We conclude that the prosecution did not present sufficient evidence to justify a warrantless search or an objectively reasonable belief that the probationer had authority over the contents of either the drawers or the purse in defendant’s bedroom.

Detention via Emergency Lights Justified by Officer Safety

Steele, ___ CA4 ___, 201 CR3 363 (16) # C077040:

Deputy sheriffs observed two vehicles traveling together. The lead vehicle was a dark colored SUV. The second was a white Jeep.

The deputies followed the two vehicles to a rural dead end road with no streetlights. They ran a check on the license plates. Dispatch informed the deputies that there was a felony arrest warrant for the registered owner of the lead vehicle. The deputies decided to conduct an enforcement stop on the lead vehicle based on the expired registration and the arrest warrant. They were not aware of any Vehicle Code violations associated with the second vehicle.

The deputies activated their emergency lights. Under People v. Brown, 61 C4 968, 972 (15), this is a detention because a reasonable person under the circumstances would not have felt free to leave.

The deputies approached the second vehicle, the Jeep, first, for “officer safety.” As one deputy testified, “As law enforcement officers, we are not going to walk past a vehicle in the middle of the night with a subject in it.”

Def was in the driver’s seat of the Jeep. Upon approach, a deputy smelled marijuana wafting forth. They asked Def to exit the vehicle. They found a bag of marijuana and two baggies of methamphetamine.

Def. moved to suppress. Denied. The Court of Appeal, per Mauro, J., affirmed.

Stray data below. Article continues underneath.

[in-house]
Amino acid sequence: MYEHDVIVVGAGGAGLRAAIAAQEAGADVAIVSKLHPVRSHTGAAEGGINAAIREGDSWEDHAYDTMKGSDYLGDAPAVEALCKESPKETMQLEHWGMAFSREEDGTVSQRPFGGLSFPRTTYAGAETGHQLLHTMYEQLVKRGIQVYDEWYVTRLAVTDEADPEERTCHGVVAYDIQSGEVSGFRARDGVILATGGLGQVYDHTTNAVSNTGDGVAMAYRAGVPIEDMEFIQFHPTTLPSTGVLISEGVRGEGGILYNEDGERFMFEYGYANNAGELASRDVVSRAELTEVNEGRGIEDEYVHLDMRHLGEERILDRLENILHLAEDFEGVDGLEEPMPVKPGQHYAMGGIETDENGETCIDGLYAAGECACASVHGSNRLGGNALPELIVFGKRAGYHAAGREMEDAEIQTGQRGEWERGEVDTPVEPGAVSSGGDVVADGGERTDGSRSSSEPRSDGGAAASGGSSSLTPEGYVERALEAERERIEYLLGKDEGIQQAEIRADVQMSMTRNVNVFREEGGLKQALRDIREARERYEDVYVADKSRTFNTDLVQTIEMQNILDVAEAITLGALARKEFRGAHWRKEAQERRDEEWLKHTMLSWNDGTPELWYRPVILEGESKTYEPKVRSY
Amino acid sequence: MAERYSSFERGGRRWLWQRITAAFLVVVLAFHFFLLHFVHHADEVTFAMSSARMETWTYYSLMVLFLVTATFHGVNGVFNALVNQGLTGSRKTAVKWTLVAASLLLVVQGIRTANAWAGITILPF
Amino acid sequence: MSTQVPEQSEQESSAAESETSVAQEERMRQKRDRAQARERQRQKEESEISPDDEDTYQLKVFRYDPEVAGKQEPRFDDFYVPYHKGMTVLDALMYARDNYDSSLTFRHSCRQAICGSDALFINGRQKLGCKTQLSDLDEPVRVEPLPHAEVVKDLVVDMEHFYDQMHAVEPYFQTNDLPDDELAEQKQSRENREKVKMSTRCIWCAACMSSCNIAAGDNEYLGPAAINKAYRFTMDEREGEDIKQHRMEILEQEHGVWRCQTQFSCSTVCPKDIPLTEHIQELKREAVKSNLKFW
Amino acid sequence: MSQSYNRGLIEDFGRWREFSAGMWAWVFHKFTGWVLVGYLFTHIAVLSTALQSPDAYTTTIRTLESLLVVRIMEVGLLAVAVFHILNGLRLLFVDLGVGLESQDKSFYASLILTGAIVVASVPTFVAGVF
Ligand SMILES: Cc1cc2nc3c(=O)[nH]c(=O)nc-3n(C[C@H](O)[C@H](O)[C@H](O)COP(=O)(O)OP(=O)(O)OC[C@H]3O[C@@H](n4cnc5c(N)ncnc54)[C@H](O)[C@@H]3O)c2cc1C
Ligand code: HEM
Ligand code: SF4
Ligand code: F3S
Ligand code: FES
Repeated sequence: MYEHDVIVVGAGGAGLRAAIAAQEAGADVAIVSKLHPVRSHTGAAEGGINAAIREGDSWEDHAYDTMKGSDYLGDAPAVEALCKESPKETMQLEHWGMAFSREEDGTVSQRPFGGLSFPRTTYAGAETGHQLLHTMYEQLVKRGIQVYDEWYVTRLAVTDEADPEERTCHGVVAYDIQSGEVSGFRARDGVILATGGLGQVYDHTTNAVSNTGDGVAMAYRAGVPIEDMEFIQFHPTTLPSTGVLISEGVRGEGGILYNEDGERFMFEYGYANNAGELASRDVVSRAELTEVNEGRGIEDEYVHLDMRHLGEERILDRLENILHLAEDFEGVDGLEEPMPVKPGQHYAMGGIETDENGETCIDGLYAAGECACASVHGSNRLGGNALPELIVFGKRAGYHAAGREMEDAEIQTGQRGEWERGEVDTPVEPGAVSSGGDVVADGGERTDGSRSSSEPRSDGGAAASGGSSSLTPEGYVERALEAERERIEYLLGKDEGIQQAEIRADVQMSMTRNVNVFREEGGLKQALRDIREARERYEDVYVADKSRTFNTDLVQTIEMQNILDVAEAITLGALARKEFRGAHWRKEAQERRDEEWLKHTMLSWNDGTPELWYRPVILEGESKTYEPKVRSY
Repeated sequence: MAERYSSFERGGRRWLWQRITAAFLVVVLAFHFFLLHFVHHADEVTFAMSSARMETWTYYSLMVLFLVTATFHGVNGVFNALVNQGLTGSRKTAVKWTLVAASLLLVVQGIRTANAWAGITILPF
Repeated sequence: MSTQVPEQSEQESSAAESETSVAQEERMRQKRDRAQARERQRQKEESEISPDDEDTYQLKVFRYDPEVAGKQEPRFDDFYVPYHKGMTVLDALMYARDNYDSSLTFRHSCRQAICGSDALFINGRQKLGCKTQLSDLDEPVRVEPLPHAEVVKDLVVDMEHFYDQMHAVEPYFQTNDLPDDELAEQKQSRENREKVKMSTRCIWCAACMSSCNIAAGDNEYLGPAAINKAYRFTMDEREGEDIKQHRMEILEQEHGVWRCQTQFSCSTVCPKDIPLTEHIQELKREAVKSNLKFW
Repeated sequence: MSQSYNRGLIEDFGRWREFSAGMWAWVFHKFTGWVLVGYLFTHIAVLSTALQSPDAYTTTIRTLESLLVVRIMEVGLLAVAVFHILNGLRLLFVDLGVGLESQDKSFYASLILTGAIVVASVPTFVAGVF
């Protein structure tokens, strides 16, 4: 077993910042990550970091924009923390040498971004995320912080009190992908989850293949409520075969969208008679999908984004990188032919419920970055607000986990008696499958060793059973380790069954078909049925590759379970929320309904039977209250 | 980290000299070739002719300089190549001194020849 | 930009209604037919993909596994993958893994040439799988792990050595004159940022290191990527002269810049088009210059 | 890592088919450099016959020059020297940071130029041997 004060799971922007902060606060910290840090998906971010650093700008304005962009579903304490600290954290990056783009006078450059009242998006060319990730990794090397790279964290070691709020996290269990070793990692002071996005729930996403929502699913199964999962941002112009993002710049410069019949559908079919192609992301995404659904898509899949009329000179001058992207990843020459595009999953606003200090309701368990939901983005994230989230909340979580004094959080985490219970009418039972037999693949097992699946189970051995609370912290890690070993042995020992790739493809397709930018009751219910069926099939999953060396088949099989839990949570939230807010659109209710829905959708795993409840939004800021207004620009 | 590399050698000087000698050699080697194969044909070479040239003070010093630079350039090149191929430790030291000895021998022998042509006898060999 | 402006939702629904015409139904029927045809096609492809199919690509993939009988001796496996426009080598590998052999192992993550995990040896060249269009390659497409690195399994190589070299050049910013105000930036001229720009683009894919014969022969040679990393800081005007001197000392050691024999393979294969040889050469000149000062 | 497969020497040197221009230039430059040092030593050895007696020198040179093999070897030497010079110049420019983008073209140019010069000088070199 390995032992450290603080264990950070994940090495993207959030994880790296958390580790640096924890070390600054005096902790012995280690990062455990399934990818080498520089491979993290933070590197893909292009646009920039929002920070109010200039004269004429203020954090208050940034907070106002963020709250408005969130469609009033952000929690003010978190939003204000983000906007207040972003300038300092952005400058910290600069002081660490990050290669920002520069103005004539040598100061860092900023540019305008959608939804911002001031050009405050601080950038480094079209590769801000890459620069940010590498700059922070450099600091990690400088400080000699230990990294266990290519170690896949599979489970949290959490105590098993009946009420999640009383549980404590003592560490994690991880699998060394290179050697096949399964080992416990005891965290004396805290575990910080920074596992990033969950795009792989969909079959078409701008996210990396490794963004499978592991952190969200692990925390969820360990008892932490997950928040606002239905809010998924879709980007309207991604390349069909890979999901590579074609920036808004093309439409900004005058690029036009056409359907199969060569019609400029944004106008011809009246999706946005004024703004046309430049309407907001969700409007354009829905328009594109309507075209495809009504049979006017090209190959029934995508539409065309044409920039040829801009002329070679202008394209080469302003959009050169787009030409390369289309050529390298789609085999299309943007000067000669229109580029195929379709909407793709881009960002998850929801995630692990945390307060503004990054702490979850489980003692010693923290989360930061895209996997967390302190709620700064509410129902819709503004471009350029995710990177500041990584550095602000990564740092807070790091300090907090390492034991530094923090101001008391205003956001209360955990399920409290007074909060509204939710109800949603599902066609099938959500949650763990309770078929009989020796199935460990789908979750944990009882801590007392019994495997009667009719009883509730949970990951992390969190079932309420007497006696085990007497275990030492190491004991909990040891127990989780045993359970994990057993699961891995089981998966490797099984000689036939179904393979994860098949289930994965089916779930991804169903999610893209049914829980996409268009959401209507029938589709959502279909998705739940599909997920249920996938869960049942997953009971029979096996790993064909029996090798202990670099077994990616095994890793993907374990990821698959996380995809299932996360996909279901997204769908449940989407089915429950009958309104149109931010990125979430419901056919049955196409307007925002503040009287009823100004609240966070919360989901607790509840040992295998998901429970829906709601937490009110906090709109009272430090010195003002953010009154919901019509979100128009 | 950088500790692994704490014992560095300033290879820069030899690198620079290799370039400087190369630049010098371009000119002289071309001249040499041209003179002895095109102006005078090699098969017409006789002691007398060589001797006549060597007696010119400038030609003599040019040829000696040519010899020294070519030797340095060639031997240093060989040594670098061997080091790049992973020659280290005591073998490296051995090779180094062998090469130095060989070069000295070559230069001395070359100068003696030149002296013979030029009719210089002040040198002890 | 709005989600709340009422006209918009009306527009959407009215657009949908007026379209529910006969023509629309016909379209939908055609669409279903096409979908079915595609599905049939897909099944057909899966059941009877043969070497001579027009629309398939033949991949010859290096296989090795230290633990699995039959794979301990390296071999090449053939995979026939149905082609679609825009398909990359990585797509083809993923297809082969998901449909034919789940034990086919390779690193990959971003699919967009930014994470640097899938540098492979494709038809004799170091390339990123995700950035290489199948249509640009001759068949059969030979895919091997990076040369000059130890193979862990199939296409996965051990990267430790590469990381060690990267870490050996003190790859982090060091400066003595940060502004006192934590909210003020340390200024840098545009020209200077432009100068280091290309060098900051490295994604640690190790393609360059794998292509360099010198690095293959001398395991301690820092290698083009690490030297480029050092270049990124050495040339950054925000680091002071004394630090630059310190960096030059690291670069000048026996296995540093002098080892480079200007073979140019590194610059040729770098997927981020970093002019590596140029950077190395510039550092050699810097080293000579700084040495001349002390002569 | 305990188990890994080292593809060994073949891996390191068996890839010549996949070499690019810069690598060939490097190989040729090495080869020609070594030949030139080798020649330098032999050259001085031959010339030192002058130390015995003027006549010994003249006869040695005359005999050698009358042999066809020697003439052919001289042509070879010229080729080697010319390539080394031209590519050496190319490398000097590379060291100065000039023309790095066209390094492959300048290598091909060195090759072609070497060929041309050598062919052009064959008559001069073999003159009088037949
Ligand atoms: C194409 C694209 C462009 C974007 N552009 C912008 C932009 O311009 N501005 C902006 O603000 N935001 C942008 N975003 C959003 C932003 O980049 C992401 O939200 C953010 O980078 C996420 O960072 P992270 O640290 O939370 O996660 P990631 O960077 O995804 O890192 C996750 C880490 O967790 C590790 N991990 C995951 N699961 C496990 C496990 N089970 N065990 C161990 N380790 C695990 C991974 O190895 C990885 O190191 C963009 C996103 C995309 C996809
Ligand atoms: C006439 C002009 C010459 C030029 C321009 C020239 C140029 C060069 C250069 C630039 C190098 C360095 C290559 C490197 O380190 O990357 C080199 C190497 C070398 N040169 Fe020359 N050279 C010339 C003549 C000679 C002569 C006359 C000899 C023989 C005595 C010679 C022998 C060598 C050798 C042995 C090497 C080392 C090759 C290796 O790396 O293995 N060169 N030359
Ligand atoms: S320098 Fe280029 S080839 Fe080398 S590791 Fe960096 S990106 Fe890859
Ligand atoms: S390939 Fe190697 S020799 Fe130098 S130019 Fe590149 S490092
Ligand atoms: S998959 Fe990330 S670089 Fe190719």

Yes, this was a detention per Brown. But the facts in this case had a justification.

Here, as in Glaser, supra, 11 Cal.4th 354, Maryland v. Wilson, supra, 519 U.S. 408, and Taylor, supra, 41 P.3d 681, the initial approach of the deputies to defendant’s vehicle was not for the purpose of arresting defendant or for an investigation directed at him. The deputies stopped the lead vehicle for an expired registration and a felony arrest warrant. (People v. Saunders (2006) 38 Cal.4th 1129, 1135 [officer may stop a vehicle and detain a driver when there is articulable and reasonable suspicion that an automobile is not registered].) They did not have any information that defendant’s vehicle violated the Vehicle Code. However, while attempting to complete a lawful detention of the lead vehicle, the deputies were forced to either contact defendant because his vehicle was parked directly behind the lead vehicle or walk past defendant’s vehicle without knowing whether the occupants of that vehicle might pose a danger to the deputies.